Poems of Cabin and Field

Poems of Cabin and Field

Poems of Cabin and Field by Paul Laurence Dunbar (New York: Dodd, Mead & Co., 1899)
Alice Cordelia Morse (1863 – 1961), binding designer
M. G. Sawyer Collection of Decorative Bindings, Helen Farr Sloan Library and Archives, Delaware Art Museum

Intending the volumes for the lucrative Christmas gift book market, Dunbar’s publishers strongly focused on the decorative aspects of the books. For their first collaboration with the Hampton Institute Camera Club, Dodd, Mead & Co. hired Alice Cordelia Morse (1863 – 1961) to design the book’s cover and interior decorations. A leading New York book designer in the late nineteenth century, Morse studied at the Woman’s Art School of the Cooper Union, before working for Louis Comfort Tiffany as a painter and designer of stained glass. In 1887 she began to concentrate on book-covers, and by 1905 she had created no fewer than eighty-three covers for many of New York City’s preeminent publishers, including Scribner’s, Putnam’s, and Dodd, Mead & Co.

Unlike her primary competitors – Sarah Wyman Whitman (1842 – 1904) and Margaret Armstrong (1867 – 1944) – whose work often reflected their own trademark styles, Morse worked in a variety of styles. Adapting her designs to complement the text, she chose imagery ranging from Classical, to Celtic, Arabic, Gothic, Art Nouveau and Arts and Crafts. For Poems of Cabin and Field, Morse created a symmetrical Arts and Crafts-inspired cover design that evoked the landscape around Hampton Institute, with Southern trumpet vine flowers. Interior decorations were also drawn from local flora and fauna, including cotton and tobacco plants, peanuts, and corn, and even racoons and rabbits.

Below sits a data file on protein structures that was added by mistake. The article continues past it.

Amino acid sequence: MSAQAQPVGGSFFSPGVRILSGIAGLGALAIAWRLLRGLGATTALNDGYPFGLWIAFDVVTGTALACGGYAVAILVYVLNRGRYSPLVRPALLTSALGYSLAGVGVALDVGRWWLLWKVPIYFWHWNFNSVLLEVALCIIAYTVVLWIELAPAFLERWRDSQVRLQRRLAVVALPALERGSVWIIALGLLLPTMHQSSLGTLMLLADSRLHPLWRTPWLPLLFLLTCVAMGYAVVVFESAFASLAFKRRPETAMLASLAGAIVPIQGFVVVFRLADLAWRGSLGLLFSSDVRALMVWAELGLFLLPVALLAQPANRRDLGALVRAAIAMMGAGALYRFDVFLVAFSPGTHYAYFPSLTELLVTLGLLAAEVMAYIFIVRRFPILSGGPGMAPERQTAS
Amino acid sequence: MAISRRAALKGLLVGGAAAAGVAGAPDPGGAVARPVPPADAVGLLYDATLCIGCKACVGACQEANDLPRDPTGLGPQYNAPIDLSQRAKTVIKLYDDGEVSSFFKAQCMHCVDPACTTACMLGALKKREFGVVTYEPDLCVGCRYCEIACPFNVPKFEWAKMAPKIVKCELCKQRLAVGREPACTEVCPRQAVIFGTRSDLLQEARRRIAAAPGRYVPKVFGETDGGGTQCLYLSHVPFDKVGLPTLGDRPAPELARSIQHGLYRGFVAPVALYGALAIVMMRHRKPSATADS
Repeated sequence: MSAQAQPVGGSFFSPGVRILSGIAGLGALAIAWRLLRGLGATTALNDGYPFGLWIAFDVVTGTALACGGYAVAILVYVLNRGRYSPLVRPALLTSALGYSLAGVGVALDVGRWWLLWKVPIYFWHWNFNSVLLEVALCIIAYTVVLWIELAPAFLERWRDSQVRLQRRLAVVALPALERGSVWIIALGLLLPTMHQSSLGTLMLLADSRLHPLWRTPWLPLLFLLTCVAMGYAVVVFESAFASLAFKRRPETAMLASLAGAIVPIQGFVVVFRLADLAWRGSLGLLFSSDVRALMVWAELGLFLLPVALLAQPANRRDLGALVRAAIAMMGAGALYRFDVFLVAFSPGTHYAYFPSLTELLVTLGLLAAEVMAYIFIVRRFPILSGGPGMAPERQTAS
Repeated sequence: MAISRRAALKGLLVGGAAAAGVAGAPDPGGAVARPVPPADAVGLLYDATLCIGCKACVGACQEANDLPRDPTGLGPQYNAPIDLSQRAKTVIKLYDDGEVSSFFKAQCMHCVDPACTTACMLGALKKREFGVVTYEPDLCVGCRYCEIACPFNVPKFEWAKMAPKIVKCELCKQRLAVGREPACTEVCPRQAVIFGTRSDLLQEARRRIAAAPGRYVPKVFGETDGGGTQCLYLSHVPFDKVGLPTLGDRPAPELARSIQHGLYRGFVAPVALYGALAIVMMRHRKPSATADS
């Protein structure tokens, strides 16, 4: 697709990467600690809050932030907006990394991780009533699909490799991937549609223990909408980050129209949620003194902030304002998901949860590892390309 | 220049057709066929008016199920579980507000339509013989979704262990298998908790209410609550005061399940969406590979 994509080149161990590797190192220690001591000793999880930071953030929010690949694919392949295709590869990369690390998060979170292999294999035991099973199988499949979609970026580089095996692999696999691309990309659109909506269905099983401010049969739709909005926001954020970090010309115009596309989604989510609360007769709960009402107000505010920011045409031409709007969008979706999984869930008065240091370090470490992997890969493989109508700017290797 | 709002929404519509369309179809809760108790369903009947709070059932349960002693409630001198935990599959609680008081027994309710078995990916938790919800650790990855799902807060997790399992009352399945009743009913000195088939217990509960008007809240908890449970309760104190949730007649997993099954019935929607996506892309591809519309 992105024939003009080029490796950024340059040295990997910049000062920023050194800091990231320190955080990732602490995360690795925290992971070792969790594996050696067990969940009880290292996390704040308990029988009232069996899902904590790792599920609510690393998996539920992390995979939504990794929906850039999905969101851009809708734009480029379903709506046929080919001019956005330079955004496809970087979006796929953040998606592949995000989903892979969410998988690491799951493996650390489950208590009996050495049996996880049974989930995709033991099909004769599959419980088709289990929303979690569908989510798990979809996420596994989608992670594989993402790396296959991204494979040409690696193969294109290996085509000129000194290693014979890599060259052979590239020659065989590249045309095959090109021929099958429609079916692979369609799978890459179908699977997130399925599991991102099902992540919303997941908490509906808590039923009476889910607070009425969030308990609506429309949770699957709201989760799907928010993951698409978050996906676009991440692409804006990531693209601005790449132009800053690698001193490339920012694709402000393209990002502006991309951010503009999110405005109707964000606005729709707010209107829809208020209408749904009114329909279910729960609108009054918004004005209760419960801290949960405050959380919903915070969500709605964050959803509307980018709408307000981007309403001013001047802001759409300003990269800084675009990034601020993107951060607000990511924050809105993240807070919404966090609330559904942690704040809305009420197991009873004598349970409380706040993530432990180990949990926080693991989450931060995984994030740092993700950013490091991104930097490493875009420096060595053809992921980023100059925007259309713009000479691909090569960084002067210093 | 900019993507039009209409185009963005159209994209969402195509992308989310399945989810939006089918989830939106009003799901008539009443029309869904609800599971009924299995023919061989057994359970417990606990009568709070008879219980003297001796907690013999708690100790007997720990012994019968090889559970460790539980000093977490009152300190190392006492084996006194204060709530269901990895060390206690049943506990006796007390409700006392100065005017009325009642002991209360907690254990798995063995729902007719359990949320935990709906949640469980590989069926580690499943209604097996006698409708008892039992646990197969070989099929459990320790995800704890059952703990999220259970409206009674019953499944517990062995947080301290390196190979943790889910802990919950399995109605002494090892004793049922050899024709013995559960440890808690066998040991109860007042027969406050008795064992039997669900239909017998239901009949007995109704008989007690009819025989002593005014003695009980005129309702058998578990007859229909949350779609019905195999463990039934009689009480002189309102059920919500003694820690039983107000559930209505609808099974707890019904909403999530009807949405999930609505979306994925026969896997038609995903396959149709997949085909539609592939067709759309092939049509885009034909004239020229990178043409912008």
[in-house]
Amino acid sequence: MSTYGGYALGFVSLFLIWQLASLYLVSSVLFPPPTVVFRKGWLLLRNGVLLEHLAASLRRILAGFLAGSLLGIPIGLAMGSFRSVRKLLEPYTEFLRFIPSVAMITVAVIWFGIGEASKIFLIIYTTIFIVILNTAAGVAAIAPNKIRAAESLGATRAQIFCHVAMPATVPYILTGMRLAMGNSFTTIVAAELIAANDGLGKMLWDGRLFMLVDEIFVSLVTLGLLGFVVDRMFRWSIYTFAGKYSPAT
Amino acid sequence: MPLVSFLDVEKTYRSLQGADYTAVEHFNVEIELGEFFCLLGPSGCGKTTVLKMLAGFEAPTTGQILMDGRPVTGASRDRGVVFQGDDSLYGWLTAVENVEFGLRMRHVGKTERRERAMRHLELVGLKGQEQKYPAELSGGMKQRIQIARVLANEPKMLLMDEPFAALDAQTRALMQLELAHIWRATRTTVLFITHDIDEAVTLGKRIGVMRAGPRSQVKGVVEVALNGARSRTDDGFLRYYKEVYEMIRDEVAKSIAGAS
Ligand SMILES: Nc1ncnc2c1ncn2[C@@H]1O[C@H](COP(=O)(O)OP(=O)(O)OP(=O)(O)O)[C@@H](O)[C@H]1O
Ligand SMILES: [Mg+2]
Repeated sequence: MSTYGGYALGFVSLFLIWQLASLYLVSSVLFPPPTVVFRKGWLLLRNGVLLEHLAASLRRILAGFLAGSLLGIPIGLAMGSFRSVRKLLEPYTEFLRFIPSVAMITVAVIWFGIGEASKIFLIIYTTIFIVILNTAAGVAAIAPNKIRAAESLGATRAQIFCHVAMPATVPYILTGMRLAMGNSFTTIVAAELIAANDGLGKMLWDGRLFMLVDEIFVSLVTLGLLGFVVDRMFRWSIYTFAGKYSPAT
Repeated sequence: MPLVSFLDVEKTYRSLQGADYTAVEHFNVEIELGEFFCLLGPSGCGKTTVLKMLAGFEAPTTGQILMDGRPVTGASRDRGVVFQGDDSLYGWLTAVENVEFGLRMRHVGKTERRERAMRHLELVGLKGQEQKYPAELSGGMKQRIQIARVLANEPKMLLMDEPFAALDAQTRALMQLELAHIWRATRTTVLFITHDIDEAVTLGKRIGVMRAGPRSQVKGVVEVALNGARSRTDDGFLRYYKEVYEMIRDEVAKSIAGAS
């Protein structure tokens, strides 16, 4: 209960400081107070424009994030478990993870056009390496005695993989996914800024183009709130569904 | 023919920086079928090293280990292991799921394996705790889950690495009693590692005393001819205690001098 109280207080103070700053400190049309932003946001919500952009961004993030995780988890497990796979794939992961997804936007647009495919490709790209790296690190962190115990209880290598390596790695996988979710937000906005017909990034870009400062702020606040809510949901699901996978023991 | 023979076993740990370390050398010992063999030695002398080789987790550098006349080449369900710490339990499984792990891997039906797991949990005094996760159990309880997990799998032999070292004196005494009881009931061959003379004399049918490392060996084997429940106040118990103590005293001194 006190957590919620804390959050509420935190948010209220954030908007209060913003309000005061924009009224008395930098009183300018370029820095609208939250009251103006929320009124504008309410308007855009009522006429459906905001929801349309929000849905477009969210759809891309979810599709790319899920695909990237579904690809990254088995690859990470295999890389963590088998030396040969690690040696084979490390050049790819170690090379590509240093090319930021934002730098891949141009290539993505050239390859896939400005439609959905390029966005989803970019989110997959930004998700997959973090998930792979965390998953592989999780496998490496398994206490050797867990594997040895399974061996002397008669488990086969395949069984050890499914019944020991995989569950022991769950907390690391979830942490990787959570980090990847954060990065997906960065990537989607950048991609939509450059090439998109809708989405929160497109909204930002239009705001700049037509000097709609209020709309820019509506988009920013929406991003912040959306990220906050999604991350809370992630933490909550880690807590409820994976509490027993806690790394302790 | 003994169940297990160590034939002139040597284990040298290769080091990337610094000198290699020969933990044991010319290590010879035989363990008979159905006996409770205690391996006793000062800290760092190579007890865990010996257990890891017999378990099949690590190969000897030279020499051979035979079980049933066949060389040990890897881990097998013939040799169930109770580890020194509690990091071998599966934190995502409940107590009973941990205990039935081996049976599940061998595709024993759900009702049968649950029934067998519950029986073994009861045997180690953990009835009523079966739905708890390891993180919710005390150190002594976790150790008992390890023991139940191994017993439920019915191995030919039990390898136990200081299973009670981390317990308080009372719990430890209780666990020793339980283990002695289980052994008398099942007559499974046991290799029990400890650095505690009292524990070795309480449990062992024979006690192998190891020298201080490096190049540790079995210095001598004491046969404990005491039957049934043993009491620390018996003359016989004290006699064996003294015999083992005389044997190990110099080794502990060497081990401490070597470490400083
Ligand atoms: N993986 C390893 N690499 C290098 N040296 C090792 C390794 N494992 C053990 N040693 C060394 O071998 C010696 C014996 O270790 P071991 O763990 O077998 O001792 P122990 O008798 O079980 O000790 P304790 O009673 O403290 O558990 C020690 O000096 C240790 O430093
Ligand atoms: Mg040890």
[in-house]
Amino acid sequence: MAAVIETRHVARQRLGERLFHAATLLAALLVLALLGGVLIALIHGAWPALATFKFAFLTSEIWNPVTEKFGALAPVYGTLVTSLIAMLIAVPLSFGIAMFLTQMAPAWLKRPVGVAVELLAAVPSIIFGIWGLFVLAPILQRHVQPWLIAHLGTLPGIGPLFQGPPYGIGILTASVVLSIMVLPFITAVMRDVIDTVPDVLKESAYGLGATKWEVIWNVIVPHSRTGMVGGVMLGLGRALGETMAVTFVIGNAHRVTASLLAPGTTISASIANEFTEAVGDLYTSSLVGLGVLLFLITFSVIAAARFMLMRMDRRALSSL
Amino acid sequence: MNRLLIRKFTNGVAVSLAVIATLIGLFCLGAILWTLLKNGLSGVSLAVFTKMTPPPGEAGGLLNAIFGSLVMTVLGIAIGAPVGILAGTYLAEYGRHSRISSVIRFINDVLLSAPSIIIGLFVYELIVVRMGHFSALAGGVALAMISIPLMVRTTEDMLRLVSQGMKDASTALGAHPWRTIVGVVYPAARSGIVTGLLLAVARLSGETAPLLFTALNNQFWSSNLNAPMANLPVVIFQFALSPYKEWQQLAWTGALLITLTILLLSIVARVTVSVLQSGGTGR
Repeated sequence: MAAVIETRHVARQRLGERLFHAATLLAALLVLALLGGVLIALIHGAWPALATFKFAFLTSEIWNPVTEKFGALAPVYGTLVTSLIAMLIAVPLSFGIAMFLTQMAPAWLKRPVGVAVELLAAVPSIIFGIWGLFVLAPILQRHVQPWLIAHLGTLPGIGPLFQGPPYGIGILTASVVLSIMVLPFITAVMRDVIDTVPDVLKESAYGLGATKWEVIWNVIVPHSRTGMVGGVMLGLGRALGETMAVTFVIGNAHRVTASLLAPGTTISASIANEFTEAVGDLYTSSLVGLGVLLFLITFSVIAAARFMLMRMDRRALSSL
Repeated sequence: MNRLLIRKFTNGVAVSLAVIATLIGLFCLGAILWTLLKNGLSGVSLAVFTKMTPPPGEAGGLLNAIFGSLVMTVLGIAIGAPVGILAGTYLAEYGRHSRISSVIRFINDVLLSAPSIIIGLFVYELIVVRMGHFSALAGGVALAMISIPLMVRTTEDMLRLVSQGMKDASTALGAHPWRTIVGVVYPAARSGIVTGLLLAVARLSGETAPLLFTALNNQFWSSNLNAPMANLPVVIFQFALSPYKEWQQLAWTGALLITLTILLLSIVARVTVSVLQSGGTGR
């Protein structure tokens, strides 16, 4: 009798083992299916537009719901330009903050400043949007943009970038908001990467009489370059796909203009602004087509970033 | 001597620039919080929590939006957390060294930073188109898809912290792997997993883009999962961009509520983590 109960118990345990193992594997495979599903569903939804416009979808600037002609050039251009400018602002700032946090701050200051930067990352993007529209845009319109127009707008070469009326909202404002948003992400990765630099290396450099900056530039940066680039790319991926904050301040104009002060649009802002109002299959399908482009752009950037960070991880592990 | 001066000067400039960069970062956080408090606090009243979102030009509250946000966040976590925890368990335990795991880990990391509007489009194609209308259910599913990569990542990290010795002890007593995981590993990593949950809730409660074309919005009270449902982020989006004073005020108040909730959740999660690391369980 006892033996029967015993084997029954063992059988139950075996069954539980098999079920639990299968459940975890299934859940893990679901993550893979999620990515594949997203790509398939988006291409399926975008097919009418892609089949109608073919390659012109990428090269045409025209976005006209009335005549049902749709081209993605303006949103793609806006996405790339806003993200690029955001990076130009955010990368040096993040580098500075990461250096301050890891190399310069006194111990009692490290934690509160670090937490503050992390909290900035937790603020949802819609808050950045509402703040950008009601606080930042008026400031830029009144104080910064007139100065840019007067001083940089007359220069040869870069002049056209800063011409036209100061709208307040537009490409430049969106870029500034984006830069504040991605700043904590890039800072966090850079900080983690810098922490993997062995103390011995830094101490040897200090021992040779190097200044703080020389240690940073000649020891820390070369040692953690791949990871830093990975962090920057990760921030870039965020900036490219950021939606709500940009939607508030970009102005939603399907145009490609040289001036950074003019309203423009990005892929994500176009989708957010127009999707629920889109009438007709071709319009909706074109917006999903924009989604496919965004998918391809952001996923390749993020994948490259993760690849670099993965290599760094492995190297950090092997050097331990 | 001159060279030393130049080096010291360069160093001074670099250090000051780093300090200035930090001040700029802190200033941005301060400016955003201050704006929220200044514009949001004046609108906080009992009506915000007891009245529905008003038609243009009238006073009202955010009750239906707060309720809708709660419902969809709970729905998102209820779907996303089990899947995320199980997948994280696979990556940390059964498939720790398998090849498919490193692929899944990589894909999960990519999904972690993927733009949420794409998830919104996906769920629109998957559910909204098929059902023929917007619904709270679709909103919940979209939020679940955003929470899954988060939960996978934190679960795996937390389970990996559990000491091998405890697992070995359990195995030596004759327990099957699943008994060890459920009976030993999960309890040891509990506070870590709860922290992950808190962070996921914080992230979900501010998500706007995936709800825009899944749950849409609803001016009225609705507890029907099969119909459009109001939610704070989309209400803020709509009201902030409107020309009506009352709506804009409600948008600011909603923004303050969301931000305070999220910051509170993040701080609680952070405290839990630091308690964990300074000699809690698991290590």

Poems of Cabin and Field

Photograph, not dated, from “Chris’mus is a-Comin’,” in Poems of Cabin and Field by Paul Laurence Dunbar (New York: Dodd, Mead & Co., 1899)
Hampton Institute Camera Club (est. 1893)
M. G. Sawyer Collection of Decorative Bindings, Helen Farr Sloan Library and Archives, Delaware Art Museum

In the beginning, the photographers’ technical skills were somewhat rudimentary. Many of the images were simple visual translations of images from Dunbar’s poems, and the photographs have a contrived – or staged – look about them. In this photograph, however, the decision to include the edges of the studio backdrop seems to undermine or repudiate the plantation tradition convention that the image of the young man playing the banjo otherwise invokes.

The poem “Chris’mus is a-Comin’,” was added to the first volume by request of the Camera Club. Though Dunbar was the author of the poetry that appears in these volumes, the Camera Club photographers contributed substantially to the shaping of the books’ content. On several occasions the Camera Club made editorial suggestions regarding the choice of texts, indicating to the publishers which poems they believed did not easily lend themselves to visualization.

Poems of Cabin and Field